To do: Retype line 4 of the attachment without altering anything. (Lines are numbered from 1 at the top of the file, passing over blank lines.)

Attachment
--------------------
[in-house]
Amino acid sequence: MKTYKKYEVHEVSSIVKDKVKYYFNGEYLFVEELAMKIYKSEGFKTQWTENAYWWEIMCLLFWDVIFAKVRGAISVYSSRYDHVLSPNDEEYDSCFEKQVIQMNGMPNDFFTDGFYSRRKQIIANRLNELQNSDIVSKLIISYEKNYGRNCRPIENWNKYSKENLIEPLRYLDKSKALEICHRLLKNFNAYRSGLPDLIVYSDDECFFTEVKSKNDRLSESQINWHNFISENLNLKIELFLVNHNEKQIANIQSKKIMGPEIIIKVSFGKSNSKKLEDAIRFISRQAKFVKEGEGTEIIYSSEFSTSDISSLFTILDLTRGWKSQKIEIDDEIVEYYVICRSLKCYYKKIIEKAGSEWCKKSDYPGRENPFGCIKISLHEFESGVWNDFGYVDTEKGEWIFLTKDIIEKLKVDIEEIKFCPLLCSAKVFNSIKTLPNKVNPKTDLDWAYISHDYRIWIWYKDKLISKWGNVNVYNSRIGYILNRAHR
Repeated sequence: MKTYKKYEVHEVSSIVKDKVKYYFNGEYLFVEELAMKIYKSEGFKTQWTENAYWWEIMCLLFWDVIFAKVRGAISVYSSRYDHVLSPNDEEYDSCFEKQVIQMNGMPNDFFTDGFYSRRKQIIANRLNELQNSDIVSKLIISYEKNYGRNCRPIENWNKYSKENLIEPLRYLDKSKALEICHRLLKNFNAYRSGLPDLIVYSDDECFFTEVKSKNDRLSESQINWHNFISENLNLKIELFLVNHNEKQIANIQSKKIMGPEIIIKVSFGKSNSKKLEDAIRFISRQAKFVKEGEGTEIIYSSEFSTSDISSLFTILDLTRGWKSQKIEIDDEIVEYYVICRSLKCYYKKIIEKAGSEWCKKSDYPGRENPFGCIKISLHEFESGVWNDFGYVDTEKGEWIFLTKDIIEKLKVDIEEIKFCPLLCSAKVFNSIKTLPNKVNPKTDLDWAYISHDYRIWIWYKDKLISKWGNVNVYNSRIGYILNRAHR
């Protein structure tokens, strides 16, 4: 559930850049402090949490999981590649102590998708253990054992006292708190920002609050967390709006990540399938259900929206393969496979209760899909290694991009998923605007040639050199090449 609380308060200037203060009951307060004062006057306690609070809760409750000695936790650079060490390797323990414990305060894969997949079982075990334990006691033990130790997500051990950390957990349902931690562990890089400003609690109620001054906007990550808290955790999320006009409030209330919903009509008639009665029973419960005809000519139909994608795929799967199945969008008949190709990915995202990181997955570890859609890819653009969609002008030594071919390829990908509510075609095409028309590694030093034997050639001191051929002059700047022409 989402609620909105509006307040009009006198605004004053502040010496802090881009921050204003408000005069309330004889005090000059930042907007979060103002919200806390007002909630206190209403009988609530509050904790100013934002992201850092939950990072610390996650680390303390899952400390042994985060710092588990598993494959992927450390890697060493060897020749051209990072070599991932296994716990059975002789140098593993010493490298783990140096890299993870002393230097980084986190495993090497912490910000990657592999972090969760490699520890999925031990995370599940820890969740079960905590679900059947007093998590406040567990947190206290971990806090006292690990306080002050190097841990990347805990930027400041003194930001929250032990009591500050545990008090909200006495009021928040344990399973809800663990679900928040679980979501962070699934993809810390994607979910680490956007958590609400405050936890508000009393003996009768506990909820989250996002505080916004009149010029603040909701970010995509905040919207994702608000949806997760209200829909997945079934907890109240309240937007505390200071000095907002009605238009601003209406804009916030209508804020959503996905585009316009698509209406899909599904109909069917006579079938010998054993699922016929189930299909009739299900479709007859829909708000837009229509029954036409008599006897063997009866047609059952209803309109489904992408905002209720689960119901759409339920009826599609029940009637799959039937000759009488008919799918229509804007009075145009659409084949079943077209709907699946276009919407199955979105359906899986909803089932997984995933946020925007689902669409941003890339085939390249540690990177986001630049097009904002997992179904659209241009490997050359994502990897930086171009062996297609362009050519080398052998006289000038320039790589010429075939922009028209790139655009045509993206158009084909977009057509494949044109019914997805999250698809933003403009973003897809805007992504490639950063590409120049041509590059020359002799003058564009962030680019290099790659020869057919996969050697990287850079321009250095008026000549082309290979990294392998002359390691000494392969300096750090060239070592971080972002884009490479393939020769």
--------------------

């Protein structure tokens, strides 16, 4: 559930850049402090949490999981590649102590998708253990054992006292708190920002609050967390709006990540399938259900929206393969496979209760899909290694991009998923605007040639050199090449 609380308060200037203060009951307060004062006057306690609070809760409750000695936790650079060490390797323990414990305060894969997949079982075990334990006691033990130790997500051990950390957990349902931690562990890089400003609690109620001054906007990550808290955790999320006009409030209330919903009509008639009665029973419960005809000519139909994608795929799967199945969008008949190709990915995202990181997955570890859609890819653009969609002008030594071919390829990908509510075609095409028309590694030093034997050639001191051929002059700047022409 989402609620909105509006307040009009006198605004004053502040010496802090881009921050204003408000005069309330004889005090000059930042907007979060103002919200806390007002909630206190209403009988609530509050904790100013934002992201850092939950990072610390996650680390303390899952400390042994985060710092588990598993494959992927450390890697060493060897020749051209990072070599991932296994716990059975002789140098593993010493490298783990140096890299993870002393230097980084986190495993090497912490910000990657592999972090969760490699520890999925031990995370599940820890969740079960905590679900059947007093998590406040567990947190206290971990806090006292690990306080002050190097841990990347805990930027400041003194930001929250032990009591500050545990008090909200006495009021928040344990399973809800663990679900928040679980979501962070699934993809810390994607979910680490956007958590609400405050936890508000009393003996009768506990909820989250996002505080916004009149010029603040909701970010995509905040919207994702608000949806997760209200829909997945079934907890109240309240937007505390200071000095907002009605238009601003209406804009916030209508804020959503996905585009316009698509209406899909599904109909069917006579079938010998054993699922016929189930299909009739299900479709007859829909708000837009229509029954036409008599006897063997009866047609059952209803309109489904992408905002209720689960119901759409339920009826599609029940009637799959039937000759009488008919799918229509804007009075145009659409084949079943077209709907699946276009919407199955979105359906899986909803089932997984995933946020925007689902669409941003890339085939390249540690990177986001630049097009904002997992179904659209241009490997050359994502990897930086171009062996297609362009050519080398052998006289000038320039790589010429075939922009028209790139655009045509993206158009084909977009057509494949044109019914997805999250698809933003403009973003897809805007992504490639950063590409120049041509590059020359002799003058564009962030680019290099790659020869057919996969050697990287850079321009250095008026000549082309290979990294392998002359390691000494392969300096750090060239070592971080972002884009490479393939020769």